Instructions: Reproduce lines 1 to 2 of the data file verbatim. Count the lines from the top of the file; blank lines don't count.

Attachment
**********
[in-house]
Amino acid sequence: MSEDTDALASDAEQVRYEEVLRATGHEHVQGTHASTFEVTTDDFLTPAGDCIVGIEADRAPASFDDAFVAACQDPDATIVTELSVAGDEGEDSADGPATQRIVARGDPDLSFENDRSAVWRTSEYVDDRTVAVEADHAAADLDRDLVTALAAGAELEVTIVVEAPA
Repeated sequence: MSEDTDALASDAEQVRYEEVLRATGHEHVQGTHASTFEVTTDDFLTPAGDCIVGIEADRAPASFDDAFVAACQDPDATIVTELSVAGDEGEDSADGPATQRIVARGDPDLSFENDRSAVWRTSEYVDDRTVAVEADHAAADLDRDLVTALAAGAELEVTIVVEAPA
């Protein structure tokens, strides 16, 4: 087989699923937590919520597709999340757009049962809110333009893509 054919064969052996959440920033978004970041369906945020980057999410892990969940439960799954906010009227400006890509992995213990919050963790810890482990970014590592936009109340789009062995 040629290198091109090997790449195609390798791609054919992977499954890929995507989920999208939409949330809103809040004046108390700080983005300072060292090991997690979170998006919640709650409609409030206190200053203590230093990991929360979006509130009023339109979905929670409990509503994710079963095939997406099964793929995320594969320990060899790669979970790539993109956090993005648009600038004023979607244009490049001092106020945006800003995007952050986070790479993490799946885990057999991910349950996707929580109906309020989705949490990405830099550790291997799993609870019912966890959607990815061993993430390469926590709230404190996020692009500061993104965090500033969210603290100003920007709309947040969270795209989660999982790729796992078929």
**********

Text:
[in-house]
Amino acid sequence: MSEDTDALASDAEQVRYEEVLRATGHEHVQGTHASTFEVTTDDFLTPAGDCIVGIEADRAPASFDDAFVAACQDPDATIVTELSVAGDEGEDSADGPATQRIVARGDPDLSFENDRSAVWRTSEYVDDRTVAVEADHAAADLDRDLVTALAAGAELEVTIVVEAPA